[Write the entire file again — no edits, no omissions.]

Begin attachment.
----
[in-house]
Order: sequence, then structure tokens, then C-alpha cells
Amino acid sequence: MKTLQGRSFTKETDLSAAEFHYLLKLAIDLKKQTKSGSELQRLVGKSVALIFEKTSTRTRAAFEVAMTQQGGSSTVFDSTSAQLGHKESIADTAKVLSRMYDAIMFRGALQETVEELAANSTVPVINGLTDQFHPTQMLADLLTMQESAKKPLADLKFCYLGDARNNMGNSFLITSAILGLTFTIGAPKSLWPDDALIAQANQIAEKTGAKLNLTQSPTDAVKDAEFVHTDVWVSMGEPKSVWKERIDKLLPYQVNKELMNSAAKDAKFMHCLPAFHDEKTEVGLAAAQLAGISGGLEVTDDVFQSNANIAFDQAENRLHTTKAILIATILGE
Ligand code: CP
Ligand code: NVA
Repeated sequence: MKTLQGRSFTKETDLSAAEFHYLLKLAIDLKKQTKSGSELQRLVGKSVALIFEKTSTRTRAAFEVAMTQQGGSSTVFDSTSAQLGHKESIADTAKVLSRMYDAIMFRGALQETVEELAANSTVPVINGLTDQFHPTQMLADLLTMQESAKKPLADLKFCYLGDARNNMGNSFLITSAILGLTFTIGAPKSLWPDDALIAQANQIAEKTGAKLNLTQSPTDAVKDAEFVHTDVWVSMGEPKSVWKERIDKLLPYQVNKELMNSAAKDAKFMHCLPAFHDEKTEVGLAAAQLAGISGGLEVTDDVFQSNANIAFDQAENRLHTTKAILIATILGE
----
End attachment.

[in-house]
Order: sequence, then structure tokens, then C-alpha cells
Amino acid sequence: MKTLQGRSFTKETDLSAAEFHYLLKLAIDLKKQTKSGSELQRLVGKSVALIFEKTSTRTRAAFEVAMTQQGGSSTVFDSTSAQLGHKESIADTAKVLSRMYDAIMFRGALQETVEELAANSTVPVINGLTDQFHPTQMLADLLTMQESAKKPLADLKFCYLGDARNNMGNSFLITSAILGLTFTIGAPKSLWPDDALIAQANQIAEKTGAKLNLTQSPTDAVKDAEFVHTDVWVSMGEPKSVWKERIDKLLPYQVNKELMNSAAKDAKFMHCLPAFHDEKTEVGLAAAQLAGISGGLEVTDDVFQSNANIAFDQAENRLHTTKAILIATILGE
Ligand code: CP
Ligand code: NVA
Repeated sequence: MKTLQGRSFTKETDLSAAEFHYLLKLAIDLKKQTKSGSELQRLVGKSVALIFEKTSTRTRAAFEVAMTQQGGSSTVFDSTSAQLGHKESIADTAKVLSRMYDAIMFRGALQETVEELAANSTVPVINGLTDQFHPTQMLADLLTMQESAKKPLADLKFCYLGDARNNMGNSFLITSAILGLTFTIGAPKSLWPDDALIAQANQIAEKTGAKLNLTQSPTDAVKDAEFVHTDVWVSMGEPKSVWKERIDKLLPYQVNKELMNSAAKDAKFMHCLPAFHDEKTEVGLAAAQLAGISGGLEVTDDVFQSNANIAFDQAENRLHTTKAILIATILGE